The Tony Matelli Sleepwalker statue that recently disappeared from Wellesley College’s campus after being vandalized, now has a new claim to fame: It made a list of The Absolutely Worst Statues in the World. Mind you, this is not some highfalutin art journal, but rather a website geared to 20-something guys.
Earlier reports had Tony Matelli’s Sleepwalker sculpture disappearing from the Wellesley College campus this spring, but the school says the piece will remain outdoors until July 20, when it will be returned to the artist. That’s when Matelli’s New Gravity exhibit closes at the Davis Museum.
Just imagine how crushed many students from the Purple class of 2014 and their parents would have been if on Commencement Day (May 30th) they couldn’t take photos with the Sleepwalker, who no doubt will find himself sporting a cap and gown. The Sleepwalker will also be around to greet alums who will be in town in early June for their reunion.
Matelli is said to be making additional versions of the Sleepwalker as well (maybe our April Fools item wasn’t so far-fetched? Sources confirm that Wellesley commissions more near-naked Sleepwalker statues)
Controversy over Tony Matelli’s original tighty-whitey “Sleepwalker” statue on the Wellesley College campus has largely died down since the outdoor sculpture arrived in February, but get ready for a new round of fireworks: Sources tell us that Wellesley officials are close to a deal that would bring at least three additional Sleepwalkers to the community in an effort to boost tourism dollars — monies that could stave off future overrides.
The original Sleepwalker has drawn huge crowds to town and given local businesses a much-desired mid-winter financial boost.
“Our boxer sales have plummeted but briefs sales have gone through the roof,” boasted one local men’s clothing retailer.
Although the Sleepwalker is despised by some — close to one thousand people signed a Change.org petition to move the sculpture inside the Davis Museum — countless selfies and other photos have been taken with it by those less offended. The new Sleepwalkers should be less divisive than the original, located at the all-women’s college. The new ones reportedly will be situated at iconic Wellesley locations, including Town Hall, where it might be festooned with holiday lights alongside the Christmas tree, menorah and crescent moon that appear each holiday season.
A second statue will likely be placed at Wellesley Hills train station, to give visitors directions to the downtown shopping district.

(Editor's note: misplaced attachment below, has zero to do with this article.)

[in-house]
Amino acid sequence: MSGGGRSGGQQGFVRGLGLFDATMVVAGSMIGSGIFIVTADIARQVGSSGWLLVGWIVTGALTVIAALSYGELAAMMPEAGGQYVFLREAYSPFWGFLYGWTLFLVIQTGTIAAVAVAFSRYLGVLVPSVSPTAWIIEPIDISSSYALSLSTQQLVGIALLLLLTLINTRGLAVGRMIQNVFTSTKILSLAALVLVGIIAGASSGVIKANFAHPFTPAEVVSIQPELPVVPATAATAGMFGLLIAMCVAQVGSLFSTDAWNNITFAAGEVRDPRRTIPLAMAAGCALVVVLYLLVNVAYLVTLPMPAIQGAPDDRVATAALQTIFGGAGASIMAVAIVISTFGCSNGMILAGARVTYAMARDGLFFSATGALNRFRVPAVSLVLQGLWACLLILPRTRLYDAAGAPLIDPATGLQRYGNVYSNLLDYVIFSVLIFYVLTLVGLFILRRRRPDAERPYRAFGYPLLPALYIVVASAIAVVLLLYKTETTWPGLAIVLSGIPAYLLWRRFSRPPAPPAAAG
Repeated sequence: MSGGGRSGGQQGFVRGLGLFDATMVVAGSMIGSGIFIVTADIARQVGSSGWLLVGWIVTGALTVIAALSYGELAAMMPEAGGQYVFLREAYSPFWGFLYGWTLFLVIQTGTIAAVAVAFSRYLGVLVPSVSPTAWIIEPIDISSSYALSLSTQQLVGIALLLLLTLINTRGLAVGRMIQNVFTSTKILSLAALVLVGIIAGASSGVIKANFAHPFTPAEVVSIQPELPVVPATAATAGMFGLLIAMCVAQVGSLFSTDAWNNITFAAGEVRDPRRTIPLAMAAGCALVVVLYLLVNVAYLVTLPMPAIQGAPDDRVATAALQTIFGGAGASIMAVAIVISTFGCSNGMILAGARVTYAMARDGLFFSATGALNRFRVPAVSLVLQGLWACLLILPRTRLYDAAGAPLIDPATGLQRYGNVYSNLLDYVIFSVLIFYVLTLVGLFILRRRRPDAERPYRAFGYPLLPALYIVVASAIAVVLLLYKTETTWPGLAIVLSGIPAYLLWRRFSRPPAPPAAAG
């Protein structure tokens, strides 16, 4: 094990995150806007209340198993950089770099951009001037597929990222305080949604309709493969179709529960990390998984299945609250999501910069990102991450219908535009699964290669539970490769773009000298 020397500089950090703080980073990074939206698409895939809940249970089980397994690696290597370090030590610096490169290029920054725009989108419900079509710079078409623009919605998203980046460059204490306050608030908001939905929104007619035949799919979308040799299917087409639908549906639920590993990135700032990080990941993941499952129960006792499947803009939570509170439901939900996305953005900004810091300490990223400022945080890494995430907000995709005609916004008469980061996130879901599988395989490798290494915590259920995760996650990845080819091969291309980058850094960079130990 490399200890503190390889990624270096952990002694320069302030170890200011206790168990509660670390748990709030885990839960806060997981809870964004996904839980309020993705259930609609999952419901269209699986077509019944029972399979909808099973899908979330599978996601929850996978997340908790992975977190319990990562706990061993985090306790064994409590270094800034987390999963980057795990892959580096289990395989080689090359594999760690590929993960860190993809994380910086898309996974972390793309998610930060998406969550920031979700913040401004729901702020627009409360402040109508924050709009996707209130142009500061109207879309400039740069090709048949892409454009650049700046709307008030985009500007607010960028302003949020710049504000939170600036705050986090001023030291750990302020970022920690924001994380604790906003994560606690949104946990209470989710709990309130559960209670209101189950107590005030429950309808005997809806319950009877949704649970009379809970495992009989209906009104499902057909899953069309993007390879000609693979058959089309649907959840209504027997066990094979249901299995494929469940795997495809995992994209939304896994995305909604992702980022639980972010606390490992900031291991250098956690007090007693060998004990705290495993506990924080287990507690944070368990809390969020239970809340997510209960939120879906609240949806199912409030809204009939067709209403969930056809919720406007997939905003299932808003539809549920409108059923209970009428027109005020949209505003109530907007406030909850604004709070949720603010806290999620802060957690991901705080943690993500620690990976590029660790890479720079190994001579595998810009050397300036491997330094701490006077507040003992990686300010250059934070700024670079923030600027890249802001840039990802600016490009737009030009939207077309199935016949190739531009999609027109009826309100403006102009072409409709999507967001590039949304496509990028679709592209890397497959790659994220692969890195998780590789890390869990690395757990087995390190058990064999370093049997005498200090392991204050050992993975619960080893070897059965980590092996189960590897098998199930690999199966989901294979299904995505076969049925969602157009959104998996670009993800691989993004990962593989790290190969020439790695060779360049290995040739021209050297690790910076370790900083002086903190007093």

A third new sculpture, and this is where potential controversy comes in, could find its way to another college in town that was reportedly envious of the attention Wellesley College received over the original sculpture. “Our giant globe blows the Sleepwalker away,” shrugged one Babson alum.
The agreement between the town and the artist is also said to include an option for an additional statue that would welcome visitors to the proposed Senior Center.
Town officials have not detailed just how much revenue the original Sleepwalker has generated for Wellesley, but plans for the new statues are ambitious. New Linden Square retailer Sleepy’s mattresses, for example, is being discussed as one possible sponsor for the works.
Catch the annual 24 Hour Shakespeare extravaganza at Wellesley College’s Shakespeare House starting at noon on Friday.
Perhaps a special reading of this very sleepy passage from Hamlet will take place at the Sleepwalker statue:
“To be, or not to be, that is the question—
Whether ’tis Nobler in the mind to suffer
The Slings and Arrows of outrageous Fortune,
Or to take Arms against a Sea of troubles,
And by opposing end them? To die, to sleep—
No more; and by a sleep, to say we end
The Heart-ache, and the thousand Natural shocks
That Flesh is heir to? ‘Tis a consummation
Devoutly to be wished. To die, to sleep,
To sleep, perchance to Dream; Aye, there’s the rub,
For in that sleep of death, what dreams may come,
When we have shuffled off this mortal coil,…”
Reader LD passed along these photos of a pup seemingly protecting his owner, The Wellesley College Sleepwalker!